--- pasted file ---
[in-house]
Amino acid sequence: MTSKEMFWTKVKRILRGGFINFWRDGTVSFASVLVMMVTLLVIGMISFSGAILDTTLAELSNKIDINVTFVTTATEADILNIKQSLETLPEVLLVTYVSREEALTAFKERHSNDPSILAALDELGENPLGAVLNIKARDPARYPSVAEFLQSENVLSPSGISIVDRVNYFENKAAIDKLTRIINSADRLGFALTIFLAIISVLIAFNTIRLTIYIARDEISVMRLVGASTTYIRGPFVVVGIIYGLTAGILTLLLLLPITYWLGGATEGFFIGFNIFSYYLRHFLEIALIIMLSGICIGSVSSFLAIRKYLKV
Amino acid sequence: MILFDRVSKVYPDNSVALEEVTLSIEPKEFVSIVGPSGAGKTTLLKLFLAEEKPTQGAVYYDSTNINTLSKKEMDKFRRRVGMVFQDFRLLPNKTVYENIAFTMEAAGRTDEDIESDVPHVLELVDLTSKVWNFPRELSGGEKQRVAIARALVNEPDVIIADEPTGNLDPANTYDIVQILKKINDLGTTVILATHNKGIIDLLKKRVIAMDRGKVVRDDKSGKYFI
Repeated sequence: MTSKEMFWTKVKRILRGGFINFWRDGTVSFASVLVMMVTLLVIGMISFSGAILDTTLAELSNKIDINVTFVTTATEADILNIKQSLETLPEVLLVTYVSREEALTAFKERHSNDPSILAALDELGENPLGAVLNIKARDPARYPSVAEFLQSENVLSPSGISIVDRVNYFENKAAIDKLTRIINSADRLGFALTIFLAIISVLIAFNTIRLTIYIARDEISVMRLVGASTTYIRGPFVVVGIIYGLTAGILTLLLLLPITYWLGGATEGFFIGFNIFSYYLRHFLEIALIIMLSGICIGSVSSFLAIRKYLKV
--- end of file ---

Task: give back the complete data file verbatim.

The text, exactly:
[in-house]
Amino acid sequence: MTSKEMFWTKVKRILRGGFINFWRDGTVSFASVLVMMVTLLVIGMISFSGAILDTTLAELSNKIDINVTFVTTATEADILNIKQSLETLPEVLLVTYVSREEALTAFKERHSNDPSILAALDELGENPLGAVLNIKARDPARYPSVAEFLQSENVLSPSGISIVDRVNYFENKAAIDKLTRIINSADRLGFALTIFLAIISVLIAFNTIRLTIYIARDEISVMRLVGASTTYIRGPFVVVGIIYGLTAGILTLLLLLPITYWLGGATEGFFIGFNIFSYYLRHFLEIALIIMLSGICIGSVSSFLAIRKYLKV
Amino acid sequence: MILFDRVSKVYPDNSVALEEVTLSIEPKEFVSIVGPSGAGKTTLLKLFLAEEKPTQGAVYYDSTNINTLSKKEMDKFRRRVGMVFQDFRLLPNKTVYENIAFTMEAAGRTDEDIESDVPHVLELVDLTSKVWNFPRELSGGEKQRVAIARALVNEPDVIIADEPTGNLDPANTYDIVQILKKINDLGTTVILATHNKGIIDLLKKRVIAMDRGKVVRDDKSGKYFI
Repeated sequence: MTSKEMFWTKVKRILRGGFINFWRDGTVSFASVLVMMVTLLVIGMISFSGAILDTTLAELSNKIDINVTFVTTATEADILNIKQSLETLPEVLLVTYVSREEALTAFKERHSNDPSILAALDELGENPLGAVLNIKARDPARYPSVAEFLQSENVLSPSGISIVDRVNYFENKAAIDKLTRIINSADRLGFALTIFLAIISVLIAFNTIRLTIYIARDEISVMRLVGASTTYIRGPFVVVGIIYGLTAGILTLLLLLPITYWLGGATEGFFIGFNIFSYYLRHFLEIALIIMLSGICIGSVSSFLAIRKYLKV